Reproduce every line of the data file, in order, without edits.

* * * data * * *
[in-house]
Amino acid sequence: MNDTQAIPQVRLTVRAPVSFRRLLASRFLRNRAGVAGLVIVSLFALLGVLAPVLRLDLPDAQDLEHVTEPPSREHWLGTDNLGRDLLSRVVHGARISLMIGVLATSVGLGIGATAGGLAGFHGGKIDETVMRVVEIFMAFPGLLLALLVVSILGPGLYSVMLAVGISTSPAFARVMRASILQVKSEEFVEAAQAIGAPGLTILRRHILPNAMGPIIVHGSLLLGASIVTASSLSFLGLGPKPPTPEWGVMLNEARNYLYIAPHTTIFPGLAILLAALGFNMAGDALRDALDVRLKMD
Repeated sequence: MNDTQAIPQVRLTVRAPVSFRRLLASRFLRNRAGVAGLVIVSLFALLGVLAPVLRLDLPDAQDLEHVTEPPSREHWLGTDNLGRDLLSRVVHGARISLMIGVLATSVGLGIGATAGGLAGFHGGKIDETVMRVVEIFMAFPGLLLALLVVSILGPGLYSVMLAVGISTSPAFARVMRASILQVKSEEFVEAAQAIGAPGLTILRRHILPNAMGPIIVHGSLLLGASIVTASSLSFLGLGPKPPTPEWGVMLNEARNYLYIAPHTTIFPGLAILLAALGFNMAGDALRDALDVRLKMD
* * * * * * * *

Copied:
[in-house]
Amino acid sequence: MNDTQAIPQVRLTVRAPVSFRRLLASRFLRNRAGVAGLVIVSLFALLGVLAPVLRLDLPDAQDLEHVTEPPSREHWLGTDNLGRDLLSRVVHGARISLMIGVLATSVGLGIGATAGGLAGFHGGKIDETVMRVVEIFMAFPGLLLALLVVSILGPGLYSVMLAVGISTSPAFARVMRASILQVKSEEFVEAAQAIGAPGLTILRRHILPNAMGPIIVHGSLLLGASIVTASSLSFLGLGPKPPTPEWGVMLNEARNYLYIAPHTTIFPGLAILLAALGFNMAGDALRDALDVRLKMD
Repeated sequence: MNDTQAIPQVRLTVRAPVSFRRLLASRFLRNRAGVAGLVIVSLFALLGVLAPVLRLDLPDAQDLEHVTEPPSREHWLGTDNLGRDLLSRVVHGARISLMIGVLATSVGLGIGATAGGLAGFHGGKIDETVMRVVEIFMAFPGLLLALLVVSILGPGLYSVMLAVGISTSPAFARVMRASILQVKSEEFVEAAQAIGAPGLTILRRHILPNAMGPIIVHGSLLLGASIVTASSLSFLGLGPKPPTPEWGVMLNEARNYLYIAPHTTIFPGLAILLAALGFNMAGDALRDALDVRLKMD